Samurai enjoyed the exclusive status of sword-carrying privilege throughout the realm. If one was wearing a sword, then everyone knew that individual was from the samurai class. The sword brought with it both status and privilege and now only the samurai could carry such a weapon. But not all was lost for the peasants. On the heels of this famous sword hunt, Hideyoshi froze the social order.
This was to the advantage of the common folk because they were no longer intimidated by their military neighbors and were more free than ever to work the land. Rural lands were all placed in categories such as wet land, dry land, residence land and kitchen gardens.
Rice paddies were labeled superior, medium and inferior based on farming records. Following this massive undertaking, the government, now under the rule of Hideyoshi, issued documents to families who had worked that land for generations.
Furthermore, each village was assessed a certain amount of annual tax usually paid in rice based on the cadastral survey. The harvested rice was measured in terms of koku which was around pounds each or about 5. The implications of this project were massive. Government officials knew how much annual revenue to expect and planned accordingly.
Farmers knew how much they were to be taxed and their annual contribution to the village—tax was collected at the village level.
This also led many farmers to seek ways to improve their harvests as they would not be penalized for growing more than the cadastral assessment—the tax was at a fixed amount. Based on this survey, Hideyoshi divided the responsibility of ruling Japan to his generals. In addition to the geographical division of the land, Hideyoshi also noted how much koku each general should receive based on their domains.EU4 Guide: Become Shogun as Ryukyu (or Anyone)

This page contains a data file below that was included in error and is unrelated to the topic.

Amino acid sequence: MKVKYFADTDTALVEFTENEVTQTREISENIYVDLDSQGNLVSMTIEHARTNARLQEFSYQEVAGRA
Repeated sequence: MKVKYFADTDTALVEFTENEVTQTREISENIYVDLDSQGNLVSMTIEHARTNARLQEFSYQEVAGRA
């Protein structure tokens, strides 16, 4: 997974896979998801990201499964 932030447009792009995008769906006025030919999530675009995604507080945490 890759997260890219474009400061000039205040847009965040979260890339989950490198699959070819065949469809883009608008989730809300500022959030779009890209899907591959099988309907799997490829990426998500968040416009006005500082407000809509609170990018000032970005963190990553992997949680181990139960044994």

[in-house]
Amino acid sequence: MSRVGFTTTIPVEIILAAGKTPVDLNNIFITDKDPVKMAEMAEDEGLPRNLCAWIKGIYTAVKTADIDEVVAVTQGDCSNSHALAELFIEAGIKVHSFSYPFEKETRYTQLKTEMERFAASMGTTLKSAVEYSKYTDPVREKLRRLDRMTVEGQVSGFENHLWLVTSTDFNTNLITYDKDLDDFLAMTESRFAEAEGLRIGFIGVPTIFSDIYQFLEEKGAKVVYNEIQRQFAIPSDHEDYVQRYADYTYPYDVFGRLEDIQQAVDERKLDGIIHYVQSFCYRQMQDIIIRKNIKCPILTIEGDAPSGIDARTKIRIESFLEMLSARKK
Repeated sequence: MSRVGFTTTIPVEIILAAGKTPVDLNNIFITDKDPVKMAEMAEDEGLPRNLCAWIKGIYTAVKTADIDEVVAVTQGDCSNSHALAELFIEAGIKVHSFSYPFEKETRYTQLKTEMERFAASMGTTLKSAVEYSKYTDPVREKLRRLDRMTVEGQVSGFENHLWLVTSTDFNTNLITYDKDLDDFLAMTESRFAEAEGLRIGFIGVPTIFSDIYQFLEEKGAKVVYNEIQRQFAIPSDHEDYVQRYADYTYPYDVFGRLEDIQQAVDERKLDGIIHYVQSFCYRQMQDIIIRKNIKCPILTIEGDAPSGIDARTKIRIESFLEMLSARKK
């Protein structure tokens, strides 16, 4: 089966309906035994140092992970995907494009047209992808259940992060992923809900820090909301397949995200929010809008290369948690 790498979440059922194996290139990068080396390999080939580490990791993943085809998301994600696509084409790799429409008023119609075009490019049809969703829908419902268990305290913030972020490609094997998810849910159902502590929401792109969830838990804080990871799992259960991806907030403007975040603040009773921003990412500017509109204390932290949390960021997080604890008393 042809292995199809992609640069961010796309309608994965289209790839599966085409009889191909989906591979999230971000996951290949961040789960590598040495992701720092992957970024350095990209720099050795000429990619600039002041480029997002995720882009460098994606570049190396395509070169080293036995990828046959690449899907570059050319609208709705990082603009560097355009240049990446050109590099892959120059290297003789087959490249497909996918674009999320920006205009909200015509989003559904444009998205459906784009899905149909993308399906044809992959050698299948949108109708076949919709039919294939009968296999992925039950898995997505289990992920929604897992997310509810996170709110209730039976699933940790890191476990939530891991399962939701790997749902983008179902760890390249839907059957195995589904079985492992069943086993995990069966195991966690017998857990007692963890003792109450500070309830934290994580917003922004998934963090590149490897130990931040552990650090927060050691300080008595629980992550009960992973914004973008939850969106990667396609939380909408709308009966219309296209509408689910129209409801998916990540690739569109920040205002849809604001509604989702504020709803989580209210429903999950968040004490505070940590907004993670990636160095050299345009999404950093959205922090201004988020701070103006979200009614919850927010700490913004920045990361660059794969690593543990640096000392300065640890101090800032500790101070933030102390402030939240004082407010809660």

For example, while his top general, Tokugawa Ieyasu was given the eastern provinces to govern, he also knew that these provinces annually produced 2. This fostered a sense of reciprocity and loyalty between Hideyoshi and his military governors. During the last decade of his life, Hideyoshi veered away from his reliance on diplomacy and acted somewhat erratically.
It was a common practice in feudal Japan for a higher-ranked warrior to bestow a character from his own name to his inferiors as a symbol of recognition.
From the local Lord 's perspective, it was an honour to receive a character from the shogunatealthough the authority of the latter had greatly degenerated in the midth century. Technically, Harunobu, as well as his forefathers, had borne the surname of Minamoto. Although widely known by the dharma name, Takeda Shingen's formal name remained "Harunobu" throughout the rest of his life. He had been an accomplished poet in his youth. He assisted his father with the older relatives and vassals of the Takeda family, and became quite a valuable addition to the clan at a fairly young age.